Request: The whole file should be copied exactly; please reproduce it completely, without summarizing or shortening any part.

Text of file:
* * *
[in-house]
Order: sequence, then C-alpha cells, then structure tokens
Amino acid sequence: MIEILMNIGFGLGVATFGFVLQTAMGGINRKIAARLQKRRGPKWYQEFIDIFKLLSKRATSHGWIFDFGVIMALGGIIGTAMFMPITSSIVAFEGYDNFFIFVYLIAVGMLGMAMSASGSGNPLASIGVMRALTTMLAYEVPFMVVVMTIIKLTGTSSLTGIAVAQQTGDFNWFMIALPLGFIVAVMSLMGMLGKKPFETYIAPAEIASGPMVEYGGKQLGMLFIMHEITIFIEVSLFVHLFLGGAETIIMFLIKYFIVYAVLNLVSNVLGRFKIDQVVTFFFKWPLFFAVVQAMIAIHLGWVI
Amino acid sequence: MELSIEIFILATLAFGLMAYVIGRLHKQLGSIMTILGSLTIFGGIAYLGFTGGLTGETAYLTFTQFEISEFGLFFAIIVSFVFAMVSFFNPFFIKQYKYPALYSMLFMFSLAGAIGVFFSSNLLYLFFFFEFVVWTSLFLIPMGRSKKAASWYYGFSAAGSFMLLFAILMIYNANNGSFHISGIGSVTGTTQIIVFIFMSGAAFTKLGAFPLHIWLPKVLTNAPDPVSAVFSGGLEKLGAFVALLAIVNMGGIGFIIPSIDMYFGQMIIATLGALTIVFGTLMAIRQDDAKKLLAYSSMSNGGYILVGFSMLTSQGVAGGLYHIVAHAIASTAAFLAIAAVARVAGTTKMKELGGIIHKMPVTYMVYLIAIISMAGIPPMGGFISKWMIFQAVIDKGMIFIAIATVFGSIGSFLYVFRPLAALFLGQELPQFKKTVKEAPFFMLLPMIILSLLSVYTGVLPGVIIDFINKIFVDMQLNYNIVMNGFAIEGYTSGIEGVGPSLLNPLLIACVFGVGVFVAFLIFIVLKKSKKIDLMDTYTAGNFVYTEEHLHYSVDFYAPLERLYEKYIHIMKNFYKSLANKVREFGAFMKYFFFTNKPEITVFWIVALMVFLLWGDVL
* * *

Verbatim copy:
[in-house]
Order: sequence, then C-alpha cells, then structure tokens
Amino acid sequence: MIEILMNIGFGLGVATFGFVLQTAMGGINRKIAARLQKRRGPKWYQEFIDIFKLLSKRATSHGWIFDFGVIMALGGIIGTAMFMPITSSIVAFEGYDNFFIFVYLIAVGMLGMAMSASGSGNPLASIGVMRALTTMLAYEVPFMVVVMTIIKLTGTSSLTGIAVAQQTGDFNWFMIALPLGFIVAVMSLMGMLGKKPFETYIAPAEIASGPMVEYGGKQLGMLFIMHEITIFIEVSLFVHLFLGGAETIIMFLIKYFIVYAVLNLVSNVLGRFKIDQVVTFFFKWPLFFAVVQAMIAIHLGWVI
Amino acid sequence: MELSIEIFILATLAFGLMAYVIGRLHKQLGSIMTILGSLTIFGGIAYLGFTGGLTGETAYLTFTQFEISEFGLFFAIIVSFVFAMVSFFNPFFIKQYKYPALYSMLFMFSLAGAIGVFFSSNLLYLFFFFEFVVWTSLFLIPMGRSKKAASWYYGFSAAGSFMLLFAILMIYNANNGSFHISGIGSVTGTTQIIVFIFMSGAAFTKLGAFPLHIWLPKVLTNAPDPVSAVFSGGLEKLGAFVALLAIVNMGGIGFIIPSIDMYFGQMIIATLGALTIVFGTLMAIRQDDAKKLLAYSSMSNGGYILVGFSMLTSQGVAGGLYHIVAHAIASTAAFLAIAAVARVAGTTKMKELGGIIHKMPVTYMVYLIAIISMAGIPPMGGFISKWMIFQAVIDKGMIFIAIATVFGSIGSFLYVFRPLAALFLGQELPQFKKTVKEAPFFMLLPMIILSLLSVYTGVLPGVIIDFINKIFVDMQLNYNIVMNGFAIEGYTSGIEGVGPSLLNPLLIACVFGVGVFVAFLIFIVLKKSKKIDLMDTYTAGNFVYTEEHLHYSVDFYAPLERLYEKYIHIMKNFYKSLANKVREFGAFMKYFFFTNKPEITVFWIVALMVFLLWGDVL